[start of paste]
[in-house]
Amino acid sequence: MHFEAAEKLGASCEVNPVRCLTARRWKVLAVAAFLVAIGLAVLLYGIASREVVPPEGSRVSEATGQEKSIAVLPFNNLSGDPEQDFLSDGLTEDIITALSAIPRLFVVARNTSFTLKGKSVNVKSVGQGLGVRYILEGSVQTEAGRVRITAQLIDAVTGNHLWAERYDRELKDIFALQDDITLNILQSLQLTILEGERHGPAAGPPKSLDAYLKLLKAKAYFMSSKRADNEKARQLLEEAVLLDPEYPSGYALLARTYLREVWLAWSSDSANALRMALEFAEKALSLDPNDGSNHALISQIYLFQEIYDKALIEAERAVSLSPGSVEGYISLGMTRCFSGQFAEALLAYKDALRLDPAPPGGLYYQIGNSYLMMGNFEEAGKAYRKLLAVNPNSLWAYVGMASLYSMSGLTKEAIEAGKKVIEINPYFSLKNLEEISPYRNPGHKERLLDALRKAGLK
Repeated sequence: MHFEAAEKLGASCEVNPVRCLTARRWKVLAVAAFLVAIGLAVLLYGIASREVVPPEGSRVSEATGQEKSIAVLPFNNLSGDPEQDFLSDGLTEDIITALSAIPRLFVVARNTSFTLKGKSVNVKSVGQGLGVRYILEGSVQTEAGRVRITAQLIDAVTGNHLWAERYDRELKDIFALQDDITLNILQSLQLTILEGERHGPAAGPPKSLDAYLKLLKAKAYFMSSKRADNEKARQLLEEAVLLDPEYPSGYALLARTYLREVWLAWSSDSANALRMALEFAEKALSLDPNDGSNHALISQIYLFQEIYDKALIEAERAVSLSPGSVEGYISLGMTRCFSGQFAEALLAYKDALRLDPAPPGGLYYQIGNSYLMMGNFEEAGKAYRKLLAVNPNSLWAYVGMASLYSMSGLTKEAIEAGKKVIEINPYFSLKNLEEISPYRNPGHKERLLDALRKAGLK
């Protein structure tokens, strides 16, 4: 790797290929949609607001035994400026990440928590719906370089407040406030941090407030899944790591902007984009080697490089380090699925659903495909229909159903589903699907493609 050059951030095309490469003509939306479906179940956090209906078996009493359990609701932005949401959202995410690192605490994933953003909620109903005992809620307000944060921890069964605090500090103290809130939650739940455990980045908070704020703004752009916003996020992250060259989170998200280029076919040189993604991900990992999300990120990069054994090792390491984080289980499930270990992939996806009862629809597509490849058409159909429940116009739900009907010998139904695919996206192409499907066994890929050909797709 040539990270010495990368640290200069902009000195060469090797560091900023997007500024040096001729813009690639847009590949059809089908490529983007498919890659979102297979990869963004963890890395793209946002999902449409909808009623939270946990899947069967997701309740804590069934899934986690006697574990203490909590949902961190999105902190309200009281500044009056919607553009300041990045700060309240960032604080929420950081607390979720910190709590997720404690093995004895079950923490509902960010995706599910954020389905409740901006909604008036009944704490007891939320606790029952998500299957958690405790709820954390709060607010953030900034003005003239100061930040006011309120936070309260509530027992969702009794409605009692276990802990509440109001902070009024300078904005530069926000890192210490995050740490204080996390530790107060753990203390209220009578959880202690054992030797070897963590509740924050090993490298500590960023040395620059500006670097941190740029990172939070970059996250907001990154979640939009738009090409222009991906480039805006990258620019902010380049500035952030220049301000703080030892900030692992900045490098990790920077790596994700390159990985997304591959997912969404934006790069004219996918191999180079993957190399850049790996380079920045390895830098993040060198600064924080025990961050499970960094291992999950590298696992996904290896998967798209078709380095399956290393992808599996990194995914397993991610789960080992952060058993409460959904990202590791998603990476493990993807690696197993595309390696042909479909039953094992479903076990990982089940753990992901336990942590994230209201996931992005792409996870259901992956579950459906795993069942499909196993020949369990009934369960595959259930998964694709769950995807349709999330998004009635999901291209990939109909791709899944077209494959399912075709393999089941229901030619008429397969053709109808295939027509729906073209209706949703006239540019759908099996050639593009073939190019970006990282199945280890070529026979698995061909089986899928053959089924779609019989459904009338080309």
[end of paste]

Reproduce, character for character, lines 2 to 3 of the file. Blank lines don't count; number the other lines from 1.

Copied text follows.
Amino acid sequence: MHFEAAEKLGASCEVNPVRCLTARRWKVLAVAAFLVAIGLAVLLYGIASREVVPPEGSRVSEATGQEKSIAVLPFNNLSGDPEQDFLSDGLTEDIITALSAIPRLFVVARNTSFTLKGKSVNVKSVGQGLGVRYILEGSVQTEAGRVRITAQLIDAVTGNHLWAERYDRELKDIFALQDDITLNILQSLQLTILEGERHGPAAGPPKSLDAYLKLLKAKAYFMSSKRADNEKARQLLEEAVLLDPEYPSGYALLARTYLREVWLAWSSDSANALRMALEFAEKALSLDPNDGSNHALISQIYLFQEIYDKALIEAERAVSLSPGSVEGYISLGMTRCFSGQFAEALLAYKDALRLDPAPPGGLYYQIGNSYLMMGNFEEAGKAYRKLLAVNPNSLWAYVGMASLYSMSGLTKEAIEAGKKVIEINPYFSLKNLEEISPYRNPGHKERLLDALRKAGLK
Repeated sequence: MHFEAAEKLGASCEVNPVRCLTARRWKVLAVAAFLVAIGLAVLLYGIASREVVPPEGSRVSEATGQEKSIAVLPFNNLSGDPEQDFLSDGLTEDIITALSAIPRLFVVARNTSFTLKGKSVNVKSVGQGLGVRYILEGSVQTEAGRVRITAQLIDAVTGNHLWAERYDRELKDIFALQDDITLNILQSLQLTILEGERHGPAAGPPKSLDAYLKLLKAKAYFMSSKRADNEKARQLLEEAVLLDPEYPSGYALLARTYLREVWLAWSSDSANALRMALEFAEKALSLDPNDGSNHALISQIYLFQEIYDKALIEAERAVSLSPGSVEGYISLGMTRCFSGQFAEALLAYKDALRLDPAPPGGLYYQIGNSYLMMGNFEEAGKAYRKLLAVNPNSLWAYVGMASLYSMSGLTKEAIEAGKKVIEINPYFSLKNLEEISPYRNPGHKERLLDALRKAGLK